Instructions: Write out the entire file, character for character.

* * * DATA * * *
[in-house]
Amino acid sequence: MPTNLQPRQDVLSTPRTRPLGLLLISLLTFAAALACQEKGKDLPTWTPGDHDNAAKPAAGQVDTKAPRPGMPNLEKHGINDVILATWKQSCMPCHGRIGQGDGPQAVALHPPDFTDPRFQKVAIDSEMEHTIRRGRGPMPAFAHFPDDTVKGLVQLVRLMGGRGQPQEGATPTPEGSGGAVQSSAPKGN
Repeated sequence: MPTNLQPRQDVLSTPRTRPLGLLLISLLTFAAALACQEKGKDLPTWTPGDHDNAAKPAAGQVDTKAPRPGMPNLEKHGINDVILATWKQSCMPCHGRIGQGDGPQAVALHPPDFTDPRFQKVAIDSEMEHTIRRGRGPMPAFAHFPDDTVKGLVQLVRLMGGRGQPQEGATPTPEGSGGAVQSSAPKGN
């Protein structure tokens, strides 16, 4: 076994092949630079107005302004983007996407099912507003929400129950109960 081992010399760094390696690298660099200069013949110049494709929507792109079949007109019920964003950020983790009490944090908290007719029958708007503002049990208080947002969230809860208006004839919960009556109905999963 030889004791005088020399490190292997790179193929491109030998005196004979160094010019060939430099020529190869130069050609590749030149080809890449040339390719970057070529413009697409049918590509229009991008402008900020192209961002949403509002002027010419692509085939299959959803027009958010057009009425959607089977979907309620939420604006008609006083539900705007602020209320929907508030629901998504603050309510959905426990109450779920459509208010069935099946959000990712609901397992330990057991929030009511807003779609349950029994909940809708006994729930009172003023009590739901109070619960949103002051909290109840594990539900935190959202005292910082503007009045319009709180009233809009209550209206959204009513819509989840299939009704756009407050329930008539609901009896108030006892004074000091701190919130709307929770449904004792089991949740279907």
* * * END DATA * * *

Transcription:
[in-house]
Amino acid sequence: MPTNLQPRQDVLSTPRTRPLGLLLISLLTFAAALACQEKGKDLPTWTPGDHDNAAKPAAGQVDTKAPRPGMPNLEKHGINDVILATWKQSCMPCHGRIGQGDGPQAVALHPPDFTDPRFQKVAIDSEMEHTIRRGRGPMPAFAHFPDDTVKGLVQLVRLMGGRGQPQEGATPTPEGSGGAVQSSAPKGN
Repeated sequence: MPTNLQPRQDVLSTPRTRPLGLLLISLLTFAAALACQEKGKDLPTWTPGDHDNAAKPAAGQVDTKAPRPGMPNLEKHGINDVILATWKQSCMPCHGRIGQGDGPQAVALHPPDFTDPRFQKVAIDSEMEHTIRRGRGPMPAFAHFPDDTVKGLVQLVRLMGGRGQPQEGATPTPEGSGGAVQSSAPKGN
């Protein structure tokens, strides 16, 4: 076994092949630079107005302004983007996407099912507003929400129950109960 081992010399760094390696690298660099200069013949110049494709929507792109079949007109019920964003950020983790009490944090908290007719029958708007503002049990208080947002969230809860208006004839919960009556109905999963 030889004791005088020399490190292997790179193929491109030998005196004979160094010019060939430099020529190869130069050609590749030149080809890449040339390719970057070529413009697409049918590509229009991008402008900020192209961002949403509002002027010419692509085939299959959803027009958010057009009425959607089977979907309620939420604006008609006083539900705007602020209320929907508030629901998504603050309510959905426990109450779920459509208010069935099946959000990712609901397992330990057991929030009511807003779609349950029994909940809708006994729930009172003023009590739901109070619960949103002051909290109840594990539900935190959202005292910082503007009045319009709180009233809009209550209206959204009513819509989840299939009704756009407050329930008539609901009896108030006892004074000091701190919130709307929770449904004792089991949740279907």